Description: COAT-ARM Hastings District Council


Civic Administration Building

Lyndon Road East, Hastings

Phone:  (06) 871 5000

Fax:  (06) 871 5100










Commissioner Hearing MEETING


 Development Contribution Objection - Jara Family Trust


Meeting Date:

Tuesday, 28 November 2017




Landmarks Room

Ground Floor

Civic Administration Building

Lyndon Road East




Hearing Commissioner

Chair: Commissioner Paul Cooney

Commissioner Helen Atkins and Commissioner Brian Hasell

Officer Responsible

Chief Financial Officer – Bruce Allan

Committee Secretary

Carolyn Hunt (Extn 5634)


TRIM File No. CG-14-21-00039





A Commissioner Hearing MEETINg will be Held in the Landmarks Room, Ground Floor, Civic Administration Building, Lyndon Road East, Hastingson

Tuesday, 28 November 2017AT 9.00am




1.       Apologies 

2.       Irongate Road East, Hastings Lot 2 DP 3067 (CFR) H4/1146)

Documents circulated for Hearing - Compiled as One document

Document 1       The covering administrative report                                                             Pg 1



Irongate Industrial Map


Pg 17


Scheme Plan


Pg 19


Minutes of Landowners Meeting held 24 June 2016


Pg 23









The Application and Submissions can be viewed on the Council website and a reference hardcopy is held at the Council Civic Administration Building.


The associated web site link is




File Ref: 17/1219



REPORT TO:             Commissioner Hearing

MEETING DATE:       Tuesday 28 November 2017

FROM:                       Financial Policy Advisor

Ashley Humphrey

SUBJECT:                 Irongate Road East, Hastings Lot 2 DP 3067 (CFR) H4/1146)        




1.1     An objection to a Development Contributions Assessment has been lodged with the Hastings District Council (HDC or Council) by Jara Family Trust (Jara or the objector).  The objection relates to the development contributions assessment issued on 9 August 2017 in relation to subdivision consent RMA20170079.


1.2     This report outlines the basis for the assessment generated and addresses the points raised by the objector in its objection and in the statement of evidence from John Alan Roil dated 7 November 2017. It concludes with the view that:


A)   the assessment issued has been generated in accordance with HDC’s 2016/17 Development Contributions Policy (DCP), and


B)   HDC rejects those points raised in the objection and believes the contribution should be paid in accordance with the Local Government Act 2002 (LGA 2002).




          The Land


2.1     Jara Family Trust is the registered owner of Irongate Road East, Hastings (Lot 2 DP 3067 / CFR H4/1146). The site consists of 4.98ha of land and prior to development, was predominately used for horticulture / farming purposes.


          The Development Contributions Policy and the Irongate Industrial Catchment


2.2     HDC first introduced its DCP in July 2007 in accordance with the relevant provisions of the LGA 2002.  In accordance with that Act, the purpose of the DCP is to recover from those undertaking developments, a fair, equitable and proportionate share of the costs of capital expenditure necessary to service growth. In general, the policy was established using a mainly district wide approach, to set and recover development contributions.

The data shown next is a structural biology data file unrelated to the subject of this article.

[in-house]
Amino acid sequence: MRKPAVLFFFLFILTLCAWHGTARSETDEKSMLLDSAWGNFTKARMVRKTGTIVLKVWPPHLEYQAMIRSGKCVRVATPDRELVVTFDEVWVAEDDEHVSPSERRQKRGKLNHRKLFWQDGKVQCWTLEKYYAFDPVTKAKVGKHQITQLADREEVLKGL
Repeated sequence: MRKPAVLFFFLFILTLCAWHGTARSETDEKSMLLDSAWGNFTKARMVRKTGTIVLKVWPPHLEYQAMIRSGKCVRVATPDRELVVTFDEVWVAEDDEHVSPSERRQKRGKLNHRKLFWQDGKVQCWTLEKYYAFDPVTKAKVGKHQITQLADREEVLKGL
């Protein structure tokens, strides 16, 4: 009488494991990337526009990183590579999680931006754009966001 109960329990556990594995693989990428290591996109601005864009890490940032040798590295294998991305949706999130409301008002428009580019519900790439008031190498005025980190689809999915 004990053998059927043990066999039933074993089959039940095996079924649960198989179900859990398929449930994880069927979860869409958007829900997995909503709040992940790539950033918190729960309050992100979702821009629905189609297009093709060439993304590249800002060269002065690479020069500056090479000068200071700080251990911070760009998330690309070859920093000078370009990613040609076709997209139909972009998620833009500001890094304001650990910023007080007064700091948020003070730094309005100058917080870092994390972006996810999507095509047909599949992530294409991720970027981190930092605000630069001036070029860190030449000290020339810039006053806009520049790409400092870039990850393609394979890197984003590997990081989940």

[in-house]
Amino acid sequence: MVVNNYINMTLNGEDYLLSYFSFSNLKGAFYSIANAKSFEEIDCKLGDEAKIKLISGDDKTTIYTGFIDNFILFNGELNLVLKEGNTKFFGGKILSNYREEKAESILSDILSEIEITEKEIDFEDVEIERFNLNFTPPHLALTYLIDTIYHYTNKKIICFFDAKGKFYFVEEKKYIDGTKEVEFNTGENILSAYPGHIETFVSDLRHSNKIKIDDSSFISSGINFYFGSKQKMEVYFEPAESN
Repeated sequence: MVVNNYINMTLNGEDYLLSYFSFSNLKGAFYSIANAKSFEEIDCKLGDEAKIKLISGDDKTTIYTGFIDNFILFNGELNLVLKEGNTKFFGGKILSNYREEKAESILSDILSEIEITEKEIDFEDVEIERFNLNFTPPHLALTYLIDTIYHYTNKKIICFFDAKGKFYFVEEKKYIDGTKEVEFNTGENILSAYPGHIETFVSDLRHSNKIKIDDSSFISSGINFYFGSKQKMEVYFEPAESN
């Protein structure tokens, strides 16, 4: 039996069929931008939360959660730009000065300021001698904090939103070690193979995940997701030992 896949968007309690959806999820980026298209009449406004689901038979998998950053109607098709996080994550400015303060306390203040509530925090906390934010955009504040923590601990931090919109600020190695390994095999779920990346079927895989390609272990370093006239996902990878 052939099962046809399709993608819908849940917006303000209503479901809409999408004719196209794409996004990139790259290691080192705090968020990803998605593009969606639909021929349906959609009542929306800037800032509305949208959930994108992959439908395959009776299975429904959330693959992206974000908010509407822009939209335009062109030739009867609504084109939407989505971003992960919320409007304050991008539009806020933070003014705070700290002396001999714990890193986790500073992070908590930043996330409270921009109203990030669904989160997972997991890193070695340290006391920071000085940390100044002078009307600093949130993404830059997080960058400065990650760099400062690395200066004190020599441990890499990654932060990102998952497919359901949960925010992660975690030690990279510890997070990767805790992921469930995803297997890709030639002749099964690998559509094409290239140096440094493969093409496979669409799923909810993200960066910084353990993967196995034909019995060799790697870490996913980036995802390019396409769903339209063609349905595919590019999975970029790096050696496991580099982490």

2.3     Following consultation, Council adopted an amended DCP in 2010, which included the creation of specific local catchments for the proposed industrial areas at Irongate and at Omahu. This has enabled and will enable Council to recover the capital costs associated with growth development in the Irongate Industrial Area, from those landowners / developers benefitting from, and creating the need for, the infrastructure assets required to accommodate that growth.


2.4     The capital expenditure costs being recovered through the Irongate Industrial Area relate primarily to the physical works proposed within the catchment area. A decision to exclude a share of the wider network growth-related costs was made by Council at the outset in order to allow for a lower DC rate for Irongate.


2.5     In May 2011, Irongate was formally rezoned for industrial purposes under Plan Change 50. The objector’s land forms part of the 71.5ha of land that was rezoned.


2.6     To minimise the exposure to Council, the development was proposed over two stages, 35.3ha Stage 1 and 36.2ha Stage 2. Each stage was anticipated to provide 10 years growth. Council’s DCP in place at that time was to recover contributions on a Gross Floor Area basis with a contribution of approximately $273,000 (excl. GST) per ha based on a 2500m2 GFA building.


2.7     Concerns were raised by land owners around servicing options and the quantum of development contributions, and in 2015, Council commissioned a review of the services through BECA and PwC. The BECA report concluded that the level of service for the provision of reticulated infrastructure to service Irongate was appropriate and that the costs associated with providing the services was also appropriate.


2.8     With land owners concerns still evident, in March 2016, Council formally resolved to proceed with Variation 2 that would a) remove the need to connect to a Council reticulated scheme for Stormwater, b) remove staging and deferment and c) increase the area by an additional 46.9ha. A map showing the current area and proposed additional area is attached under Attachment 1.